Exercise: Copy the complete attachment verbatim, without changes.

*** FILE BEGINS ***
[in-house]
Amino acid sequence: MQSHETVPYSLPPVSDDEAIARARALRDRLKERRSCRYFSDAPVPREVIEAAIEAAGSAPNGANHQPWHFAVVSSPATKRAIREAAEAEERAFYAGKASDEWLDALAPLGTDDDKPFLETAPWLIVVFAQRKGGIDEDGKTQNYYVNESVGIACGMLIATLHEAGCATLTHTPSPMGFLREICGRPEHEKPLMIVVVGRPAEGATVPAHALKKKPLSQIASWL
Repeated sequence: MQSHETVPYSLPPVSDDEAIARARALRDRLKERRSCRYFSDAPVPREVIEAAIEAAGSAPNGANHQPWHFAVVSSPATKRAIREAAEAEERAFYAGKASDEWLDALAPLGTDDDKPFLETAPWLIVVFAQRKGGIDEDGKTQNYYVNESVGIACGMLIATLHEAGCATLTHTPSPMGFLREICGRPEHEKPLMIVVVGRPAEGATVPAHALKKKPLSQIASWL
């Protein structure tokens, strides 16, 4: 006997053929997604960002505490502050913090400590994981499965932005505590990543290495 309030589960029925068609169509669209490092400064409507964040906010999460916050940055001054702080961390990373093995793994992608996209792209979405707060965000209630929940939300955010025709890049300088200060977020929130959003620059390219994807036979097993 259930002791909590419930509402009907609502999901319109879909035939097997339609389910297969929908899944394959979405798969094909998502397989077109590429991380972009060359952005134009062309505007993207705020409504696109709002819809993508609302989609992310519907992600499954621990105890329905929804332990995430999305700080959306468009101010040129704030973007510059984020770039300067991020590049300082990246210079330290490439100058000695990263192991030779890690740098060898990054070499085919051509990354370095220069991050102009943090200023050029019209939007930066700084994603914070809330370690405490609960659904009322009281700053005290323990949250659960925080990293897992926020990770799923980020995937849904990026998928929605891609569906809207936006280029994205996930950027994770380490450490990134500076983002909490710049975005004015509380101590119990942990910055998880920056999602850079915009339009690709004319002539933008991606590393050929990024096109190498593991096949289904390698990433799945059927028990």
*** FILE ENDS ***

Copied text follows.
[in-house]
Amino acid sequence: MQSHETVPYSLPPVSDDEAIARARALRDRLKERRSCRYFSDAPVPREVIEAAIEAAGSAPNGANHQPWHFAVVSSPATKRAIREAAEAEERAFYAGKASDEWLDALAPLGTDDDKPFLETAPWLIVVFAQRKGGIDEDGKTQNYYVNESVGIACGMLIATLHEAGCATLTHTPSPMGFLREICGRPEHEKPLMIVVVGRPAEGATVPAHALKKKPLSQIASWL
Repeated sequence: MQSHETVPYSLPPVSDDEAIARARALRDRLKERRSCRYFSDAPVPREVIEAAIEAAGSAPNGANHQPWHFAVVSSPATKRAIREAAEAEERAFYAGKASDEWLDALAPLGTDDDKPFLETAPWLIVVFAQRKGGIDEDGKTQNYYVNESVGIACGMLIATLHEAGCATLTHTPSPMGFLREICGRPEHEKPLMIVVVGRPAEGATVPAHALKKKPLSQIASWL
């Protein structure tokens, strides 16, 4: 006997053929997604960002505490502050913090400590994981499965932005505590990543290495 309030589960029925068609169509669209490092400064409507964040906010999460916050940055001054702080961390990373093995793994992608996209792209979405707060965000209630929940939300955010025709890049300088200060977020929130959003620059390219994807036979097993 259930002791909590419930509402009907609502999901319109879909035939097997339609389910297969929908899944394959979405798969094909998502397989077109590429991380972009060359952005134009062309505007993207705020409504696109709002819809993508609302989609992310519907992600499954621990105890329905929804332990995430999305700080959306468009101010040129704030973007510059984020770039300067991020590049300082990246210079330290490439100058000695990263192991030779890690740098060898990054070499085919051509990354370095220069991050102009943090200023050029019209939007930066700084994603914070809330370690405490609960659904009322009281700053005290323990949250659960925080990293897992926020990770799923980020995937849904990026998928929605891609569906809207936006280029994205996930950027994770380490450490990134500076983002909490710049975005004015509380101590119990942990910055998880920056999602850079915009339009690709004319002539933008991606590393050929990024096109190498593991096949289904390698990433799945059927028990």